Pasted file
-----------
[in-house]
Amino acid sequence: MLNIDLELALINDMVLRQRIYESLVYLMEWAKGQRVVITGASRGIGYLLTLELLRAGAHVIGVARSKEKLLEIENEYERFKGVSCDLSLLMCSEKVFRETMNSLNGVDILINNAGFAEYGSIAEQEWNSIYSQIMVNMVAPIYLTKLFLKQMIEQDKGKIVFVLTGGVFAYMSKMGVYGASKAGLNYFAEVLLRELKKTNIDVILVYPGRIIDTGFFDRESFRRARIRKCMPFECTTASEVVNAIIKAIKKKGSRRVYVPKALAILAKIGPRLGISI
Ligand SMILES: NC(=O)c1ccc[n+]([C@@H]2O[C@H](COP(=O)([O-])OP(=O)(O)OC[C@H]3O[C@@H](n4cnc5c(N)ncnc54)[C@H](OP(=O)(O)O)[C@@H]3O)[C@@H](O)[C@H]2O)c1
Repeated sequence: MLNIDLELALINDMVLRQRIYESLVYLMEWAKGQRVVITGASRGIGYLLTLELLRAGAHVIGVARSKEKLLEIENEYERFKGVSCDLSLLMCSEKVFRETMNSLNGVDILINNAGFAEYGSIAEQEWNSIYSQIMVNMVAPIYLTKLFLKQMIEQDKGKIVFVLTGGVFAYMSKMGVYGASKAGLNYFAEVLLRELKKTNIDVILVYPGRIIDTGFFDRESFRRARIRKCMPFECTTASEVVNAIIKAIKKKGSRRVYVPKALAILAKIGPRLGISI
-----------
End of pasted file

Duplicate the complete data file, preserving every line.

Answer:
[in-house]
Amino acid sequence: MLNIDLELALINDMVLRQRIYESLVYLMEWAKGQRVVITGASRGIGYLLTLELLRAGAHVIGVARSKEKLLEIENEYERFKGVSCDLSLLMCSEKVFRETMNSLNGVDILINNAGFAEYGSIAEQEWNSIYSQIMVNMVAPIYLTKLFLKQMIEQDKGKIVFVLTGGVFAYMSKMGVYGASKAGLNYFAEVLLRELKKTNIDVILVYPGRIIDTGFFDRESFRRARIRKCMPFECTTASEVVNAIIKAIKKKGSRRVYVPKALAILAKIGPRLGISI
Ligand SMILES: NC(=O)c1ccc[n+]([C@@H]2O[C@H](COP(=O)([O-])OP(=O)(O)OC[C@H]3O[C@@H](n4cnc5c(N)ncnc54)[C@H](OP(=O)(O)O)[C@@H]3O)[C@@H](O)[C@H]2O)c1
Repeated sequence: MLNIDLELALINDMVLRQRIYESLVYLMEWAKGQRVVITGASRGIGYLLTLELLRAGAHVIGVARSKEKLLEIENEYERFKGVSCDLSLLMCSEKVFRETMNSLNGVDILINNAGFAEYGSIAEQEWNSIYSQIMVNMVAPIYLTKLFLKQMIEQDKGKIVFVLTGGVFAYMSKMGVYGASKAGLNYFAEVLLRELKKTNIDVILVYPGRIIDTGFFDRESFRRARIRKCMPFECTTASEVVNAIIKAIKKKGSRRVYVPKALAILAKIGPRLGISI